In recognition of Anti-Poverty Week, today Abigail spoke of the need to eliminate poverty in NSW and to recognise that even before COVID-19 over 900,000 people in this state lived below the poverty line.
Ms ABIGAIL BOYD (00:14:14): This week is Anti‑Poverty Week and this Saturday is the International Day for the Eradication of Poverty. Prior to the COVID‑19 crisis almost 900,000 people in New South Wales were estimated to be living in poverty. That is more than 13 per cent of our population. That is not acceptable. It is 2020. We have multiple billionaires in this State and hundreds of thousands of millionaires. Yet here we are with close to a million people in poverty and staggering wealth inequality that grows worse every year. The Henderson poverty line, which is calculated by reference to the disposable income required to support the basic needs of a family of two adults where one has some paid employment and there are two dependent children, is currently estimated at just over $1,030 per week. It is around $927 per week where neither adult is employed. When the Federal Government chose to raise JobSeeker temporarily to $550 per week, it was the first time in over 15 years that it actually lifted the average family payment above the poverty line.
But it is short‑lived. The October 2020 decision to decrease JobSeeker to just $407.50 per week will plunge hundreds of thousands back into poverty. People on the Disability Support Pension, Age Pension, and Carer Payment did not receive an increase to their payments in March 2020 and have continued to live in poverty throughout the COVID‑19 crisis. Similarly, non‑permanent residents, including international students, continue to be ineligible for welfare payments, and with a shrinking job market and difficulties returning home many have been plunged into extreme poverty since COVID‑19 commenced. Research by the Australian National University Centre for Social Research & Methods has forecast that every region of Sydney will record an increased rate of poverty in October 2020 compared to before the pandemic, with western Sydney hit the hardest.
People are living in poverty and nothing our governments do is improving that picture in any meaningful way. The situation has not improved since Bob Hawke pledged in 1987 that no Australian child would live in poverty by 1990. It has not improved under Labor governments. And it certainly has not improved under Liberal governments. Yet a government's primary purpose should be to ensure and improve the wellbeing of the people it represents. If one part of society is in poverty while another is enjoying excessive wealth, there is something very wrong with that economy. It is the job of a responsible government to more fairly distribute society's wealth. If there are insufficient jobs, or if wages are too low, employment conditions too precarious and people lack the skills to take on the jobs available, that is primarily the fault of the government of the day. If the Government fails to provide job opportunities, or if it allows wages to sit at too low a level and people are not getting what they need to survive, let alone thrive, then it is the Government's responsibility to fix that situation.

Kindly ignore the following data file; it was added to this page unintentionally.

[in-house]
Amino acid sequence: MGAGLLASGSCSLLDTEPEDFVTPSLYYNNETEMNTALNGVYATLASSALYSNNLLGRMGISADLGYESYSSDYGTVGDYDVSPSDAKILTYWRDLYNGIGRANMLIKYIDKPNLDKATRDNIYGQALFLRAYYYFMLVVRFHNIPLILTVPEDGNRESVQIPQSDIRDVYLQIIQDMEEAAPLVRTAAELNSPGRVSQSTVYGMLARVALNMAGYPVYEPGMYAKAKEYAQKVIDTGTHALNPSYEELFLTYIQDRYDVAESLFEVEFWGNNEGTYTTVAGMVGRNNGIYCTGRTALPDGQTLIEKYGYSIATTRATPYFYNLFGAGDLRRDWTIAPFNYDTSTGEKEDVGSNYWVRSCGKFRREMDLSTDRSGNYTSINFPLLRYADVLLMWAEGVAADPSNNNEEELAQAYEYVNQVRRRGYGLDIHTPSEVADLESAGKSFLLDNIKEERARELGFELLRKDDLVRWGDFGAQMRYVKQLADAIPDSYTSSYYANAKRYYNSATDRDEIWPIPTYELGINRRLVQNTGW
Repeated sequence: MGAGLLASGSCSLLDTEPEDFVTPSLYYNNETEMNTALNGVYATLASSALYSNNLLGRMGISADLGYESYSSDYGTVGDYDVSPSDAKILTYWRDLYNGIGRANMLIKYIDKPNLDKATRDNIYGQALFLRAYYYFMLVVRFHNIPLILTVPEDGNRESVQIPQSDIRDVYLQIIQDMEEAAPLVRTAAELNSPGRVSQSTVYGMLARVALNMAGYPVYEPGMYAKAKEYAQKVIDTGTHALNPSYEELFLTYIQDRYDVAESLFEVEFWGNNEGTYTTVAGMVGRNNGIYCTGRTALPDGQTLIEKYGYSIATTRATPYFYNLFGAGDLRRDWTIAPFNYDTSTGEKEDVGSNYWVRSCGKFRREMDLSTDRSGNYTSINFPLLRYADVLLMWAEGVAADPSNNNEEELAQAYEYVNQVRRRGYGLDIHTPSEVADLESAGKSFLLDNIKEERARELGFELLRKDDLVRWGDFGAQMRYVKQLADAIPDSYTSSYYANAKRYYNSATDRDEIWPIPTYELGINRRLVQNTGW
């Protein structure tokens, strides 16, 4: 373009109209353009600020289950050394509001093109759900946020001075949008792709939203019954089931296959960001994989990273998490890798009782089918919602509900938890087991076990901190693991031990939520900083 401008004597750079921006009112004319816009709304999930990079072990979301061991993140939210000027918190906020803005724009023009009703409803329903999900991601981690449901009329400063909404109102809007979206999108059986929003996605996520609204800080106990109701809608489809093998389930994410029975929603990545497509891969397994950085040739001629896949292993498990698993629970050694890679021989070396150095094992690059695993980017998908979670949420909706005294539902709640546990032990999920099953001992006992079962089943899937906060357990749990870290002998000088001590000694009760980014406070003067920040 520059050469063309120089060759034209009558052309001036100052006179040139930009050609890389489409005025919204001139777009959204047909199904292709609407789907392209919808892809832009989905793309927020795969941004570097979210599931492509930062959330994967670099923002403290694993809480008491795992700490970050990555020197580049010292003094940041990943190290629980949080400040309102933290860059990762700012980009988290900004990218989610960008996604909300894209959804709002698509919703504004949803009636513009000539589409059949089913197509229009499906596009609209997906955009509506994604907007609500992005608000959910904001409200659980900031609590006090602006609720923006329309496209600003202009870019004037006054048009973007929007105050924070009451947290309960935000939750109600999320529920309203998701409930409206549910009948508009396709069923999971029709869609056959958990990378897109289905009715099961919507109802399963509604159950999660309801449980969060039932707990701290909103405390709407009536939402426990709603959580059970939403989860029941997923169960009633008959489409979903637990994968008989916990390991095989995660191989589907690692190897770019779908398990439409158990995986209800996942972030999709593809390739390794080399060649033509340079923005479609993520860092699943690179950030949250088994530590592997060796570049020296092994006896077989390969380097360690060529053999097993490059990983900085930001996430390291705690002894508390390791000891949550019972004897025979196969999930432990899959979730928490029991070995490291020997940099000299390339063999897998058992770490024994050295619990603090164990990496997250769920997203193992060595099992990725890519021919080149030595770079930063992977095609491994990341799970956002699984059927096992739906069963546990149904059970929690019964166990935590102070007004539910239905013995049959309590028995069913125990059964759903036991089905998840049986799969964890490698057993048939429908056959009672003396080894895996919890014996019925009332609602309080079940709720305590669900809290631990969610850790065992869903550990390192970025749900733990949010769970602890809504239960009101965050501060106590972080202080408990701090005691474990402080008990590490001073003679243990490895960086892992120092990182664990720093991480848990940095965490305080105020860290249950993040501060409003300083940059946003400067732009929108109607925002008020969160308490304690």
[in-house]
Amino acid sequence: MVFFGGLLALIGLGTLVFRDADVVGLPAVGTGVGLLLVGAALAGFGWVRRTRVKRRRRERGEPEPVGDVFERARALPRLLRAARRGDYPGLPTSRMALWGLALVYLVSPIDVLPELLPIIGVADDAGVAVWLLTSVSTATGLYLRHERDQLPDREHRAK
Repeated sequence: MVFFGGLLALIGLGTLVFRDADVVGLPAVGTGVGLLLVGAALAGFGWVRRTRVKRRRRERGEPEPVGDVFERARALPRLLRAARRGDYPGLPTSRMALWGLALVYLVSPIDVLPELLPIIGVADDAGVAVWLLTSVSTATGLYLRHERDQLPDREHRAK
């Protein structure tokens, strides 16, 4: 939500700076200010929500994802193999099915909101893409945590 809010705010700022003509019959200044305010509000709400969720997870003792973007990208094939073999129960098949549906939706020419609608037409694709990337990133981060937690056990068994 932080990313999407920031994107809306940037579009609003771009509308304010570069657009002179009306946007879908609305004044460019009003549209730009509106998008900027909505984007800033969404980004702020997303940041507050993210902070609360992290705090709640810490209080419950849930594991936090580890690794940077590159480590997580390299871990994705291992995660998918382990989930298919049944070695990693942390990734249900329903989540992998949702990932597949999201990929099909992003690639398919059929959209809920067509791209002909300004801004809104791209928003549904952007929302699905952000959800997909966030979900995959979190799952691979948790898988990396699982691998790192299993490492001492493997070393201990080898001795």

Do the members know what works really well at eliminating poverty? Giving people money. Just this week we saw the results of yet another study from The University of British Columbia in a joint study with Vancouver‑based Foundations for Social Change that showed giving cash to those doing it tough leads to happier and more productive people as well as lowering longer-term costs to society. It is simply not true to claim that giving people cash will lead to laziness. It is not true that poor people do not know how to spend their money responsibly. These persistent myths about those on welfare are holding our society back and stopping us from properly supporting people to achieve their potential. There are 50 years of excellently compiled research in Rutger Bregman's bookUtopia for Realists that show conclusively that people who have access to the things they need to live happily and comfortably overwhelmingly choose to make productive and meaningful contributions to society.
Our society does not require the threat of destitution to achieve outcomes for our collective benefit. Philip Alston, the former United Nations special rapporteur on extreme poverty and human rights, correctly stated that poverty is a political choice. It is a choice that deems some people as deserving of nothing while allowing others to make ever more money out of their existing wealth. In a society as rich as ours, no person should be too poor to live a good life. We do not lack wealth in our State; we lack economic fairness. We must begin to refocus our economy around wellbeing and quality of life, and choose to not keep people in poverty. We have the means. It is time to make the choice to act.